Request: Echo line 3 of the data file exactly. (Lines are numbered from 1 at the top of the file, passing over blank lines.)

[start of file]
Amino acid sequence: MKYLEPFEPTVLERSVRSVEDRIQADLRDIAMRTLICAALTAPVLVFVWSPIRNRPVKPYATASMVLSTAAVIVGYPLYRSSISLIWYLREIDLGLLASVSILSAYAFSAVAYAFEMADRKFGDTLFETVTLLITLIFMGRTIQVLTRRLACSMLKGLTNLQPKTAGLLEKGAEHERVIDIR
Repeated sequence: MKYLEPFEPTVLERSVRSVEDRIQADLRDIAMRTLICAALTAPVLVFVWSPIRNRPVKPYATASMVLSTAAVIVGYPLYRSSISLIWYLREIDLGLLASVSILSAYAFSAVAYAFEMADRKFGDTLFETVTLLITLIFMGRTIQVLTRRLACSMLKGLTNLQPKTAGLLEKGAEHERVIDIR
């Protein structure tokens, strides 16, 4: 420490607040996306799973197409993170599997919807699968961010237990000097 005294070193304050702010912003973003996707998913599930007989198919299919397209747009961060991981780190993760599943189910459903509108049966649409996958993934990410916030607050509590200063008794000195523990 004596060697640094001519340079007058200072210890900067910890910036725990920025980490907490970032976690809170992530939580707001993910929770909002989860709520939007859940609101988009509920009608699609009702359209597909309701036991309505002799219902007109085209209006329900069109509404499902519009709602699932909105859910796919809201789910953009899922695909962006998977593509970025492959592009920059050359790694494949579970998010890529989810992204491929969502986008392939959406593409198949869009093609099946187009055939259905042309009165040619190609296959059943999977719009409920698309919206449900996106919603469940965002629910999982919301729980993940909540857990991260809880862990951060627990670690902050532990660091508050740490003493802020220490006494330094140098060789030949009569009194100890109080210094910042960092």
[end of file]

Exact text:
């Protein structure tokens, strides 16, 4: 420490607040996306799973197409993170599997919807699968961010237990000097 005294070193304050702010912003973003996707998913599930007989198919299919397209747009961060991981780190993760599943189910459903509108049966649409996958993934990410916030607050509590200063008794000195523990 004596060697640094001519340079007058200072210890900067910890910036725990920025980490907490970032976690809170992530939580707001993910929770909002989860709520939007859940609101988009509920009608699609009702359209597909309701036991309505002799219902007109085209209006329900069109509404499902519009709602699932909105859910796919809201789910953009899922695909962006998977593509970025492959592009920059050359790694494949579970998010890529989810992204491929969502986008392939959406593409198949869009093609099946187009055939259905042309009165040619190609296959059943999977719009409920698309919206449900996106919603469940965002629910999982919301729980993940909540857990991260809880862990951060627990670690902050532990660091508050740490003493802020220490006494330094140098060789030949009569009194100890109080210094910042960092």